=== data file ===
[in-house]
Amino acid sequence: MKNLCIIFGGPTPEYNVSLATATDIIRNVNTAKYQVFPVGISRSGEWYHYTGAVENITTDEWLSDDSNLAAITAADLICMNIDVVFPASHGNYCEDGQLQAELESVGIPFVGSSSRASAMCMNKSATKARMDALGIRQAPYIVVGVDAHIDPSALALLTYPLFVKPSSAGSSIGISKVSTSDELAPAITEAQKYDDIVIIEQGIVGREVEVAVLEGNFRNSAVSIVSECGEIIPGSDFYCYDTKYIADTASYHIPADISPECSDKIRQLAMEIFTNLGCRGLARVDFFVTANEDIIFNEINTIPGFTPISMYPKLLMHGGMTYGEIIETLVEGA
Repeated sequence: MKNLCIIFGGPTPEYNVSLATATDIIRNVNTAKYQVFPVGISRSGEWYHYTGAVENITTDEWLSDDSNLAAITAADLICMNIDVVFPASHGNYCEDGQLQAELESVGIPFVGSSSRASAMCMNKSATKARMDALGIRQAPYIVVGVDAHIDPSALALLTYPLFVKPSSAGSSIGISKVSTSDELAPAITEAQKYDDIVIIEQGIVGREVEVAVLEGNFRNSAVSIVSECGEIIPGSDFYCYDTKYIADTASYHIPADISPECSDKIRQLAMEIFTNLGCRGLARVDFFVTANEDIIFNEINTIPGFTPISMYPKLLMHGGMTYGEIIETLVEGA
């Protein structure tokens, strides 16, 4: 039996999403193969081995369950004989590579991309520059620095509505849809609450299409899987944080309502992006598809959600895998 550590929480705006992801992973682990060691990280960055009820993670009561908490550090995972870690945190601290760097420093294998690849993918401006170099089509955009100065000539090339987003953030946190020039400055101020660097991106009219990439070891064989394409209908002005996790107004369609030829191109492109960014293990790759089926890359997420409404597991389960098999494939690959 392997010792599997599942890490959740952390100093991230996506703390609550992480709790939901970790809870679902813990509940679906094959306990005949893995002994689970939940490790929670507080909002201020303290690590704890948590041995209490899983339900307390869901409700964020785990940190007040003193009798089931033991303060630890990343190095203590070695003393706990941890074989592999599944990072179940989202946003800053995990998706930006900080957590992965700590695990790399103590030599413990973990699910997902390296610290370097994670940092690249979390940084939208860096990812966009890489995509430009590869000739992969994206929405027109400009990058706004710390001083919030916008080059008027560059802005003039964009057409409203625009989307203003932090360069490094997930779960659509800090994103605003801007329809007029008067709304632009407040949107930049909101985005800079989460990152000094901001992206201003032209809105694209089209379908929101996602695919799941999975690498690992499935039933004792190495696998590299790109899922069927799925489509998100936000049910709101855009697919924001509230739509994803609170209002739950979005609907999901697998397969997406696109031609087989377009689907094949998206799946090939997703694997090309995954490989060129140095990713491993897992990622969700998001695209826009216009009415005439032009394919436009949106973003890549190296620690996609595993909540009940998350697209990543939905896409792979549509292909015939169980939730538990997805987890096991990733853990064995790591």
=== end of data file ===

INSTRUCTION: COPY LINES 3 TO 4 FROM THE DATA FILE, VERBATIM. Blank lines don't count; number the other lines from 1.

Repeated sequence: MKNLCIIFGGPTPEYNVSLATATDIIRNVNTAKYQVFPVGISRSGEWYHYTGAVENITTDEWLSDDSNLAAITAADLICMNIDVVFPASHGNYCEDGQLQAELESVGIPFVGSSSRASAMCMNKSATKARMDALGIRQAPYIVVGVDAHIDPSALALLTYPLFVKPSSAGSSIGISKVSTSDELAPAITEAQKYDDIVIIEQGIVGREVEVAVLEGNFRNSAVSIVSECGEIIPGSDFYCYDTKYIADTASYHIPADISPECSDKIRQLAMEIFTNLGCRGLARVDFFVTANEDIIFNEINTIPGFTPISMYPKLLMHGGMTYGEIIETLVEGA
């Protein structure tokens, strides 16, 4: 039996999403193969081995369950004989590579991309520059620095509505849809609450299409899987944080309502992006598809959600895998 550590929480705006992801992973682990060691990280960055009820993670009561908490550090995972870690945190601290760097420093294998690849993918401006170099089509955009100065000539090339987003953030946190020039400055101020660097991106009219990439070891064989394409209908002005996790107004369609030829191109492109960014293990790759089926890359997420409404597991389960098999494939690959 392997010792599997599942890490959740952390100093991230996506703390609550992480709790939901970790809870679902813990509940679906094959306990005949893995002994689970939940490790929670507080909002201020303290690590704890948590041995209490899983339900307390869901409700964020785990940190007040003193009798089931033991303060630890990343190095203590070695003393706990941890074989592999599944990072179940989202946003800053995990998706930006900080957590992965700590695990790399103590030599413990973990699910997902390296610290370097994670940092690249979390940084939208860096990812966009890489995509430009590869000739992969994206929405027109400009990058706004710390001083919030916008080059008027560059802005003039964009057409409203625009989307203003932090360069490094997930779960659509800090994103605003801007329809007029008067709304632009407040949107930049909101985005800079989460990152000094901001992206201003032209809105694209089209379908929101996602695919799941999975690498690992499935039933004792190495696998590299790109899922069927799925489509998100936000049910709101855009697919924001509230739509994803609170209002739950979005609907999901697998397969997406696109031609087989377009689907094949998206799946090939997703694997090309995954490989060129140095990713491993897992990622969700998001695209826009216009009415005439032009394919436009949106973003890549190296620690996609595993909540009940998350697209990543939905896409792979549509292909015939169980939730538990997805987890096991990733853990064995790591």